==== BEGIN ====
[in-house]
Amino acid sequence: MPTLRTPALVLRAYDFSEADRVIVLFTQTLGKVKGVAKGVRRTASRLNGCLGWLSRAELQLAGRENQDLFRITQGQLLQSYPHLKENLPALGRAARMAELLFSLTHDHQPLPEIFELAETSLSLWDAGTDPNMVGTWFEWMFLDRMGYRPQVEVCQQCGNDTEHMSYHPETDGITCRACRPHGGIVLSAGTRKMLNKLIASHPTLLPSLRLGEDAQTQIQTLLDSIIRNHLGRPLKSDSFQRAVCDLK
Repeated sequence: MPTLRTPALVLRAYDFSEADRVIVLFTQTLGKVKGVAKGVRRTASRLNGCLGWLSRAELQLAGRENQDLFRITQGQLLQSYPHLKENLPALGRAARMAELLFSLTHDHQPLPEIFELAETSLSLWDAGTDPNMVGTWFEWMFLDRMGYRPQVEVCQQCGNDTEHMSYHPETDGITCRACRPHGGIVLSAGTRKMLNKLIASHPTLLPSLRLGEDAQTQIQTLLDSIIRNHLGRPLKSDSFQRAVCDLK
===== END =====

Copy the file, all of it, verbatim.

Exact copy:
[in-house]
Amino acid sequence: MPTLRTPALVLRAYDFSEADRVIVLFTQTLGKVKGVAKGVRRTASRLNGCLGWLSRAELQLAGRENQDLFRITQGQLLQSYPHLKENLPALGRAARMAELLFSLTHDHQPLPEIFELAETSLSLWDAGTDPNMVGTWFEWMFLDRMGYRPQVEVCQQCGNDTEHMSYHPETDGITCRACRPHGGIVLSAGTRKMLNKLIASHPTLLPSLRLGEDAQTQIQTLLDSIIRNHLGRPLKSDSFQRAVCDLK
Repeated sequence: MPTLRTPALVLRAYDFSEADRVIVLFTQTLGKVKGVAKGVRRTASRLNGCLGWLSRAELQLAGRENQDLFRITQGQLLQSYPHLKENLPALGRAARMAELLFSLTHDHQPLPEIFELAETSLSLWDAGTDPNMVGTWFEWMFLDRMGYRPQVEVCQQCGNDTEHMSYHPETDGITCRACRPHGGIVLSAGTRKMLNKLIASHPTLLPSLRLGEDAQTQIQTLLDSIIRNHLGRPLKSDSFQRAVCDLK